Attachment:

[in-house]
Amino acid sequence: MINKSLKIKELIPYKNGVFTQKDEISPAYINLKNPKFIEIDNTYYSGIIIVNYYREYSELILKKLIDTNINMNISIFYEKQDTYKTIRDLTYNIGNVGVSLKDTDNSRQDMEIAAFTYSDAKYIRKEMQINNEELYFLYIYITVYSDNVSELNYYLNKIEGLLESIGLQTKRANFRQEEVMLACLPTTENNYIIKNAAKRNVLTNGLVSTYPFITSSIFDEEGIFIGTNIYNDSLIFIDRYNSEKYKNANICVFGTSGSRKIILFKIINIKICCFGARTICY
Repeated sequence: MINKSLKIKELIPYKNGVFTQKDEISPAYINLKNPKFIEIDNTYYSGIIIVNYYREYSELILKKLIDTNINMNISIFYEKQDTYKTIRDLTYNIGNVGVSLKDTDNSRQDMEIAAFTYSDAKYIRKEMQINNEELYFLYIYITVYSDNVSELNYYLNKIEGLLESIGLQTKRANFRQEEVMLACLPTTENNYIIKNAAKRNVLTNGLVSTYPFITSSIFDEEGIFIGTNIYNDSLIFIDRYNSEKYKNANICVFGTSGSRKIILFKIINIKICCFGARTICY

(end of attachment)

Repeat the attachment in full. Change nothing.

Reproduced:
[in-house]
Amino acid sequence: MINKSLKIKELIPYKNGVFTQKDEISPAYINLKNPKFIEIDNTYYSGIIIVNYYREYSELILKKLIDTNINMNISIFYEKQDTYKTIRDLTYNIGNVGVSLKDTDNSRQDMEIAAFTYSDAKYIRKEMQINNEELYFLYIYITVYSDNVSELNYYLNKIEGLLESIGLQTKRANFRQEEVMLACLPTTENNYIIKNAAKRNVLTNGLVSTYPFITSSIFDEEGIFIGTNIYNDSLIFIDRYNSEKYKNANICVFGTSGSRKIILFKIINIKICCFGARTICY
Repeated sequence: MINKSLKIKELIPYKNGVFTQKDEISPAYINLKNPKFIEIDNTYYSGIIIVNYYREYSELILKKLIDTNINMNISIFYEKQDTYKTIRDLTYNIGNVGVSLKDTDNSRQDMEIAAFTYSDAKYIRKEMQINNEELYFLYIYITVYSDNVSELNYYLNKIEGLLESIGLQTKRANFRQEEVMLACLPTTENNYIIKNAAKRNVLTNGLVSTYPFITSSIFDEEGIFIGTNIYNDSLIFIDRYNSEKYKNANICVFGTSGSRKIILFKIINIKICCFGARTICY